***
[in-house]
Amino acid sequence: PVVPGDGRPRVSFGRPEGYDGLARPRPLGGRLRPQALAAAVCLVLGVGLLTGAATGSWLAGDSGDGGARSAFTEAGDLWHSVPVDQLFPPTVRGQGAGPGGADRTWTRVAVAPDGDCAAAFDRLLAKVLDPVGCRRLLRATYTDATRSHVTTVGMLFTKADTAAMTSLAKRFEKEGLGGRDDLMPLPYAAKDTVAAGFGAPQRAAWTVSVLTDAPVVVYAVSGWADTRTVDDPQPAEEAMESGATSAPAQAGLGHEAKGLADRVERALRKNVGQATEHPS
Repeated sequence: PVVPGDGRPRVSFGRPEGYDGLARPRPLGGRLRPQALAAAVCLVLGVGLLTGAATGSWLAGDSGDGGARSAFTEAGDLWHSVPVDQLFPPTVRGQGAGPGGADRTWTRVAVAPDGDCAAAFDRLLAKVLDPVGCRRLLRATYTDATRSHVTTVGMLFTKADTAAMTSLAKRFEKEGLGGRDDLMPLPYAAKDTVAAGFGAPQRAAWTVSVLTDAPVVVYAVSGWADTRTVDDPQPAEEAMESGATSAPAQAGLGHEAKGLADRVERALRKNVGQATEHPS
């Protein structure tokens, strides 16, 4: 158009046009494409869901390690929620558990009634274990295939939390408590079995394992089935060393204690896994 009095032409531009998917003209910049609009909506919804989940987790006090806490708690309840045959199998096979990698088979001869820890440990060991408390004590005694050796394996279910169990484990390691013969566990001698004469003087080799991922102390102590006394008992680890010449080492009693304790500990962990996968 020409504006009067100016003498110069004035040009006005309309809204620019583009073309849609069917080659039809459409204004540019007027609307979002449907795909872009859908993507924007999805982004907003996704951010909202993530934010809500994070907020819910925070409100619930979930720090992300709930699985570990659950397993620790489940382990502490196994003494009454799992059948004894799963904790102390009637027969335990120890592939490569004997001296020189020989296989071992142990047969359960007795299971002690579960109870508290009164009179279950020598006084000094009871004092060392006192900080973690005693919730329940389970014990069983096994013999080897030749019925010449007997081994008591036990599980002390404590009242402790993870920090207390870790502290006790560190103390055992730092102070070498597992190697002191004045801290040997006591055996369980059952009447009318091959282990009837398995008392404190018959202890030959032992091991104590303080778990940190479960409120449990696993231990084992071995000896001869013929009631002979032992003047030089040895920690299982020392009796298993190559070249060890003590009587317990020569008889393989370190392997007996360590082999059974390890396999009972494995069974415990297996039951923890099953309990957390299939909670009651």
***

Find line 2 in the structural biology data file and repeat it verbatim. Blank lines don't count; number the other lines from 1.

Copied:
Amino acid sequence: PVVPGDGRPRVSFGRPEGYDGLARPRPLGGRLRPQALAAAVCLVLGVGLLTGAATGSWLAGDSGDGGARSAFTEAGDLWHSVPVDQLFPPTVRGQGAGPGGADRTWTRVAVAPDGDCAAAFDRLLAKVLDPVGCRRLLRATYTDATRSHVTTVGMLFTKADTAAMTSLAKRFEKEGLGGRDDLMPLPYAAKDTVAAGFGAPQRAAWTVSVLTDAPVVVYAVSGWADTRTVDDPQPAEEAMESGATSAPAQAGLGHEAKGLADRVERALRKNVGQATEHPS